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New book: Wales - The Missing Years - a celebration of origin

Posted on 8 February 2022 by John Mason

When does Plan A become Plan B? When you have an experimental climate change-relevant book selling well at high-footfall visitor centres, are planning more similar ventures and bang! A deadly pandemic comes along.

March 2020 saw all non-essential shops in the UK being closed down, including all of my non-online high-footfall sales outlets. So much for Plan A! But with some support available, I decided to go for the big one of the series. It was to become my Lockdown Project.

Wales - The Missing Years, as the Lockdown Project in turn became, is the second book in a series that began with The Making of Ynyslas (2019), the latter title all about the deglaciation and accompanying 120 metres of sea level rise following the last glacial maximum. The thinking behind that book was described in an earlier Skeptical Science blog-post here. But it only covers the last 25,000 years or so. The Lockdown Project goes a lot further back in time.

The oldest rocks we know of, here in Wales, are only about 700 million years old, whereas Planet Earth was formed more than 4,500 million years ago. What happened during that lengthy gap, making up those missing years? The answer is that almost everything we all take for granted in our daily lives came into being, bit by bit and often by sheer good fortune. Stuff like breathable air, drinkable water, a mostly life-supporting climate, the diverse range of habitats created by plate tectonics and, indeed, life itself. Without those critically-important events back in our ancient past, we simply wouldn't be here.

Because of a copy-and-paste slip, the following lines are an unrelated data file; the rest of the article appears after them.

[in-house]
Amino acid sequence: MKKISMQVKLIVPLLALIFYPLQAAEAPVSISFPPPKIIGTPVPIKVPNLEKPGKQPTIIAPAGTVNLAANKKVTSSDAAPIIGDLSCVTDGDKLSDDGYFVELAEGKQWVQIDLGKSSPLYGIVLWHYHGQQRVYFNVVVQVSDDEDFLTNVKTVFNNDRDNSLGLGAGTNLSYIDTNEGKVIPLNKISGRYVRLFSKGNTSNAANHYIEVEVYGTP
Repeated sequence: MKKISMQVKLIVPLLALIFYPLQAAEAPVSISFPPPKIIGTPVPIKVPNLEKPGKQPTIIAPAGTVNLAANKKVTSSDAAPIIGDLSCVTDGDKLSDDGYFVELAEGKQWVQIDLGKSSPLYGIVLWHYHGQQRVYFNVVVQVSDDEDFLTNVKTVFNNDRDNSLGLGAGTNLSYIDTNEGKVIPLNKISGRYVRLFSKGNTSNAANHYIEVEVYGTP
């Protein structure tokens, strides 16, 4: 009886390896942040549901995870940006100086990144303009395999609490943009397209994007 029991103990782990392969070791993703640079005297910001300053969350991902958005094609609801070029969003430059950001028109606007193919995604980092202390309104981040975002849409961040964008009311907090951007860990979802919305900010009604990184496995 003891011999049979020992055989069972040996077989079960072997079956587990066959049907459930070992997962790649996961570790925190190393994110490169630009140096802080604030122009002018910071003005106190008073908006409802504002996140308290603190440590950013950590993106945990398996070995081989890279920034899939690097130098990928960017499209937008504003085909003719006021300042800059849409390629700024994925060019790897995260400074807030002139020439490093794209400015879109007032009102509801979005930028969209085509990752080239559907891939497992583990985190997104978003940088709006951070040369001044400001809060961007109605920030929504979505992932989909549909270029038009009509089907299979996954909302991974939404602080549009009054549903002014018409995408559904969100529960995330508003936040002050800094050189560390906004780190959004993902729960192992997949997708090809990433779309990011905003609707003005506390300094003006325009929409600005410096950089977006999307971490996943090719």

Based on the latest peer-reviewed science, Wales - The Missing Years guides the reader on a journey through that deep time, exploring the origins of those vital-to-existence features of our home planet. Long before the first multicellular life-forms made the transition from living in the sea to colonising the land, Earth had already  been transformed - or, if you like, Terraformed. Wales may have been late on the scene in geological terms, but every atom and molecule making up the country, its rocks, seas, skies and diverse inhabitants alike, owes its origin to the Missing Years. This, then, is a story that belongs to everyone in Wales and, indeed, on Earth.

As I delved into the peer-reviewed literature and talked to various scientists about the diverse topics covered in the book, that singular theme of incredibly good fortune kept appearing time and time again. As a geologist, I already had the advantage of familiarity with some of the subject-material, such as plate tectonics - an area anybody active in topics such as igneous rocks and mineralisation will routinely consider as they unravel the geological mysteries of their research-area. But understanding the formation of Earth and its subsequent differentiation into a metallic core and a silicate mantle, and how the stony-iron meteorites - the pallasites - came into being, was, for me, like exploring another dimension altogether. Yet without that metallic core, its outer part molten and generating Earth's magnetic field, once again the planet would have likely remained lifeless, its surface ravaged by the Solar winds and cosmic rays. Time after time, everything went in a way that would ultimately make it possible for humans to evolve.